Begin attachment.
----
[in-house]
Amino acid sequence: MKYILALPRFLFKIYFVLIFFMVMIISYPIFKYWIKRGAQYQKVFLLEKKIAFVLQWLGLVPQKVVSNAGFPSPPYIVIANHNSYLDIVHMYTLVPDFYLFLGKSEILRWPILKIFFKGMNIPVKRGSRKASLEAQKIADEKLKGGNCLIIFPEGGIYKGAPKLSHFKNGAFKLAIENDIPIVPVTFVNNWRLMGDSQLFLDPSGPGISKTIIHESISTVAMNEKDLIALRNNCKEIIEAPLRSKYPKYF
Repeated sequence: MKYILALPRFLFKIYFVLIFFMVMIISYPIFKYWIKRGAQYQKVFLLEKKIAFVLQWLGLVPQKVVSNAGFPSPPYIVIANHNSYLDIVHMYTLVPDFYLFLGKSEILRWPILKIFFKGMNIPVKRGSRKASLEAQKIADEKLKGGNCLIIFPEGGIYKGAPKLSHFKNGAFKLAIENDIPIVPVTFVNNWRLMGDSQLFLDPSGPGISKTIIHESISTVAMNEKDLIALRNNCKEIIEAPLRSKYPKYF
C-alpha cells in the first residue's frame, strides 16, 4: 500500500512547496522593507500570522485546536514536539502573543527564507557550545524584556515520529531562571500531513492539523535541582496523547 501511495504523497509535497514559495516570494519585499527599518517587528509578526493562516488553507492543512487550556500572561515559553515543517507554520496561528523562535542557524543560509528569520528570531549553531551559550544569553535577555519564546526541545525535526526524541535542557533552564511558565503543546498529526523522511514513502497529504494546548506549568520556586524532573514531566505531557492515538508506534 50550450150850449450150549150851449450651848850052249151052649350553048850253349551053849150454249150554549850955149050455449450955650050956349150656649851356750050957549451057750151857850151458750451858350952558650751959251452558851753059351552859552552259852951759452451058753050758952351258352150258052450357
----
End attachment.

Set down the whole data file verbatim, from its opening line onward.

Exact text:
[in-house]
Amino acid sequence: MKYILALPRFLFKIYFVLIFFMVMIISYPIFKYWIKRGAQYQKVFLLEKKIAFVLQWLGLVPQKVVSNAGFPSPPYIVIANHNSYLDIVHMYTLVPDFYLFLGKSEILRWPILKIFFKGMNIPVKRGSRKASLEAQKIADEKLKGGNCLIIFPEGGIYKGAPKLSHFKNGAFKLAIENDIPIVPVTFVNNWRLMGDSQLFLDPSGPGISKTIIHESISTVAMNEKDLIALRNNCKEIIEAPLRSKYPKYF
Repeated sequence: MKYILALPRFLFKIYFVLIFFMVMIISYPIFKYWIKRGAQYQKVFLLEKKIAFVLQWLGLVPQKVVSNAGFPSPPYIVIANHNSYLDIVHMYTLVPDFYLFLGKSEILRWPILKIFFKGMNIPVKRGSRKASLEAQKIADEKLKGGNCLIIFPEGGIYKGAPKLSHFKNGAFKLAIENDIPIVPVTFVNNWRLMGDSQLFLDPSGPGISKTIIHESISTVAMNEKDLIALRNNCKEIIEAPLRSKYPKYF
C-alpha cells in the first residue's frame, strides 16, 4: 500500500512547496522593507500570522485546536514536539502573543527564507557550545524584556515520529531562571500531513492539523535541582496523547 501511495504523497509535497514559495516570494519585499527599518517587528509578526493562516488553507492543512487550556500572561515559553515543517507554520496561528523562535542557524543560509528569520528570531549553531551559550544569553535577555519564546526541545525535526526524541535542557533552564511558565503543546498529526523522511514513502497529504494546548506549568520556586524532573514531566505531557492515538508506534 50550450150850449450150549150851449450651848850052249151052649350553048850253349551053849150454249150554549850955149050455449450955650050956349150656649851356750050957549451057750151857850151458750451858350952558650751959251452558851753059351552859552552259852951759452451058753050758952351258352150258052450357